Buy This Entire Record For
DENMARK CHEESE ASSOCIATION v. HAZARD ADVERTISING COMPANY (03/11/69)
SUPREME COURT OF NEW YORK, SPECIAL TERM, NEW YORK COUNTY
1969.NY.40797 <http://www.versuslaw.com>; 298 N.Y.S.2d 98; 59 Misc. 2d 182
March 11, 1969
DENMARK CHEESE ASSOCIATION, PLAINTIFF,v.HAZARD ADVERTISING COMPANY, INC., DEFENDANT
Turk, Marsh, Kelly & Hoare (Joseph T. McGough, Jr., of counsel), for defendant.
Morris Goldman for plaintiff.
Jacob Markowitz, J.
Plaintiff moves to confirm the report of the Special Referee heretofore appointed to hear and report on the factual issues raised on defendant's motion to dismiss the complaint. That motion was primarily based upon this court's alleged lack of jurisdiction of the subject matter and plaintiff's lack of capacity to sue in this State as a foreign association doing business without having filed the requisite "Certificate of Designation" pursuant to section 18 of the General Associations Law.
The prime issue raised is plaintiff's characterization as a "business trust" within the meaning of section 18. The facts, as elicited on the hearing, are substantially undisputed. Plaintiff is an entity organized in Denmark by various associations of manufacturers of cheese to promote their products and to arrange advertising and publicity therefor in this country. In addition, it sometimes performs other services, such as reporting and making recommendations on various disputes between importers of the cheeses concerned and the shippers. It has a substantial budget in excess of $250,000 per year, employees, an office and bank account in New York and an office in San Francisco. The contract sued upon was executed in New York and concerned advertising here. Based upon these facts the Special Referee found plaintiff to be doing business here and his recommendation on that point is clearly correct.
The Special Referee also recommended that the omission of a named officer from the caption of the action was a formal defect only and that plaintiff's cross motion for leave to amend the title to correct same be granted. That recommendation is also confirmed.
But on the main issue -- whether plaintiff's failure to file the "Certificate of Designation" precluded its maintenance of this action -- I must disagree with the Special Referee's recommendation. The latter was predicated upon the definition of a "business trust" in subdivision 2 of section 2 of the General Associations Law insofar as it states, "The term 'business trust' means any association operating a business under a written instrument or declaration of trust, the beneficial interest under which is divided into shares represented by certificates." (Emphasis added.) Plaintiff does operate under a written instrument which governs, in broad outline, the relations of its members. While its members receive no direct financial benefits in the nature of dividends or a profit distribution from plaintiff (which does not have "income" of its own), it is clear that they indirectly receive such benefits or they would not continue to support plaintiff. Clearly plaintiff is designed to promote, directly, the business interests of its members. The purpose of the enactment of the emphasized portion of the above quote is clear from the legislative history. It was inserted "in order to exclude family or strictly private trusts from the operation of the act." (N. Y. Legis. Doc., 1937, No. 65L, p. 8; 1937 Report, N. Y. Law Rev. Comm., p. 251.) Clearly plaintiff is not a family or private trust. "Business trusts" have often been defined as entities which provide a medium for the conduct of a business and the sharing of its gains (Continental Bank & Trust Co. v. United States, 19 F. Supp. 15, 18 [U. S. Dist. Ct., S. D. N. Y.]; Marshall's Heirs v. Commissioner of Internal Revenue, 111 F. 2d 935, 938). The distinction between such a trust and the customary, nonbusiness trust is that between an entity used to make profit (directly or indirectly) and one used to effect a gift or transfer of property (Plymouth Securities Co. v. Johnson, 335 S. W. 2d 142, 149 [Mo.]). Pursuant to any of these tests, plaintiff clearly meets the standards of a business trust. The issue is then reduced to whether it should be excluded from the definition solely because it does not issue certificates of shares. To so hold would provide an all too obvious method of evasion of the requirements of section 18. At the least, where the subject matter of the action is within this jurisdiction and where there was continuity of substantial business here for a substantial period, escape from the requirements of section 18 is not to be thus afforded. The motion to confirm is granted to the extent above noted, but denied insofar as it recommends finding plaintiff not subject to the requirements of section 18. Accordingly, the main motion, heretofore held in abeyance, is granted, and the complaint dismissed for plaintiff's failure to file a certificate.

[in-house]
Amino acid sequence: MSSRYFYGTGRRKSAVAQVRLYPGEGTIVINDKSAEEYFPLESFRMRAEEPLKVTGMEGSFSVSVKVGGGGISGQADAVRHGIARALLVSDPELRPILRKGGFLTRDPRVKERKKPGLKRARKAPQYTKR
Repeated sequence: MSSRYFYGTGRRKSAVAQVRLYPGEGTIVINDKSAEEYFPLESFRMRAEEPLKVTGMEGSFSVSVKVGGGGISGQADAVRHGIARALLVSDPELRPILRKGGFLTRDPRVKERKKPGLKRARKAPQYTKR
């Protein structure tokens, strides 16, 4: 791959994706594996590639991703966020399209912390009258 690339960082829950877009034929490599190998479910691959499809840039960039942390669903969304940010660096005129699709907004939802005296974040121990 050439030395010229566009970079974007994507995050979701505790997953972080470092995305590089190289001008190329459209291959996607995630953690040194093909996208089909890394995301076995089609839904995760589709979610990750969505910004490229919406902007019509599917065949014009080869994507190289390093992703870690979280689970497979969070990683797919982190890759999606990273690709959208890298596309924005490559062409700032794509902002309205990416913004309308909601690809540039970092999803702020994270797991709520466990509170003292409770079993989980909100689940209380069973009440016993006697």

Accordingly, the main motion, heretofore held in abeyance, is granted, and the complaint dismissed for plaintiff's failure to file a certificate.